After a 40-cage Nile tilapia farm opened on Ghana’s Lake Bosomtwe in 2012, environmentalists immediately raised concerns over potential non-native fish escapes into the lake. The farm also drew criticism for opening without prior approval from Ghana’s Water Resources Commission and Environmental Protection Agency. Though the farm ceased operating in 2015, local fishermen have reported catching non-native Nile tilapia along with native fish species.
To verify the fishermen’s claims, researchers sampled over 1,500 fish from the lake – hoping to estimate the relative density of Lake Bosomtwe’s Nile tilapia population. The case study, which was published in BioInvasions Records, shows that the introduced Nile tilapia are rapidly colonising the lake’s habitats and competing with native cichlid species for resources.
The study and results
The researchers wanted to estimate the presence and abundance of the various fish species in Lake Bosomtwe, taking 10 samples from the lake between February and April 2020. They dragged a 100m x 6m seine net through the lake and counted and categorised the fish they captured. They used FishBase as a reference for their classifications.
Of the 1,770 individual fish sampled, 100 were Nile tilapia. Based on these results, they estimated that Nile tilapia constitute between 2 and 10 percent of the captured cichlid species in the lake. They also noted that adults of native cichlid species tended to be significantly smaller than the introduced Nile tilapia.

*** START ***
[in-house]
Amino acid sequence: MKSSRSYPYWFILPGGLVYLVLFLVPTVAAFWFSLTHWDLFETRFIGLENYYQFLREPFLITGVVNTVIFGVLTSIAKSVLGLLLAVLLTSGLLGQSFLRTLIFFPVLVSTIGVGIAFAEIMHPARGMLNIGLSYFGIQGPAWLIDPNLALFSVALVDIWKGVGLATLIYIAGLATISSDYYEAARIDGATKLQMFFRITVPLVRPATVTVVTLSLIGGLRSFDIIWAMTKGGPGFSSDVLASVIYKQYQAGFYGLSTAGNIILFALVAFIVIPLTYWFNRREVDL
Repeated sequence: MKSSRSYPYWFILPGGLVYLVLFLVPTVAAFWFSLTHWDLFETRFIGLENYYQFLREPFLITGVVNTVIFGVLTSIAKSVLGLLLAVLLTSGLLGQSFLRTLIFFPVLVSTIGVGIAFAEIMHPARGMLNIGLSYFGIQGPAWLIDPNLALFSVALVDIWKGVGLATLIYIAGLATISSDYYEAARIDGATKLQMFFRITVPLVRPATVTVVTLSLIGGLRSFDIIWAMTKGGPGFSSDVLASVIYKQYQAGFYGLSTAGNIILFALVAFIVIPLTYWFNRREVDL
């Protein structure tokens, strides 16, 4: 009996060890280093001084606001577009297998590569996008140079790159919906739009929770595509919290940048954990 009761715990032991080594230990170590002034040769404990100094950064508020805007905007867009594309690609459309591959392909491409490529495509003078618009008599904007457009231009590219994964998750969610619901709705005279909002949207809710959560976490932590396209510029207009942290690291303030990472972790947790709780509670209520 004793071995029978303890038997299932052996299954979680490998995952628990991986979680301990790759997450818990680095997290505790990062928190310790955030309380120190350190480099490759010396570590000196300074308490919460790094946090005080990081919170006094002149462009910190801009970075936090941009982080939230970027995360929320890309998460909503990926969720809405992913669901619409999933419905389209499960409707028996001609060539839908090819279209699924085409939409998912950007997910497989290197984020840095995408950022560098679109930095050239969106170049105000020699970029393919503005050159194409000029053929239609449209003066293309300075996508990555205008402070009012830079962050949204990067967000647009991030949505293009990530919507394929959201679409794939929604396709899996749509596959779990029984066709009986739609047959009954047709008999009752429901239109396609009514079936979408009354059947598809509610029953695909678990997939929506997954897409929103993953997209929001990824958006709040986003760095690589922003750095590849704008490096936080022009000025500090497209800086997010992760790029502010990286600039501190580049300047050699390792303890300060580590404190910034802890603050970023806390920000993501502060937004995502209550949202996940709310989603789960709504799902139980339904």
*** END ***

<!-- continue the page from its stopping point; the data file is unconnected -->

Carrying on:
Why it matters
The researchers note that Bosomtwe’s native cichlid species have lower fecundity rates and are already vulnerable to fishing pressure – any habitat or resource competition from Nile tilapia could threaten the species’ long-term outlook. Since Nile tilapia are able to “colonise” new ecosystems by carrying fertilised eggs to new locations, the invasive tilapia population will likely spread. The fact that Lake Bosomtwe is only 8km wide further enhances these risks.
Though aquaculture operations can mitigate the risk of fish escapes by adopting strict biosecurity measures and investing in closed-containment systems, this isn’t always economically feasible. When fish are raised in floating cages escapes are inevitable.
In this case, the factors that contribute to Nile tilapia’s success as a farmed product are the very reason it poses a risk in non-native environments. The study’s authors stress that Ghana’s poorly defined conservation goals and lax biosecurity measures at fish farms are threatening the country’s aquatic biodiversity. As there have been other reports of fish escapes in Ghana’s Lake Volta region, the problem will likely persist in the future.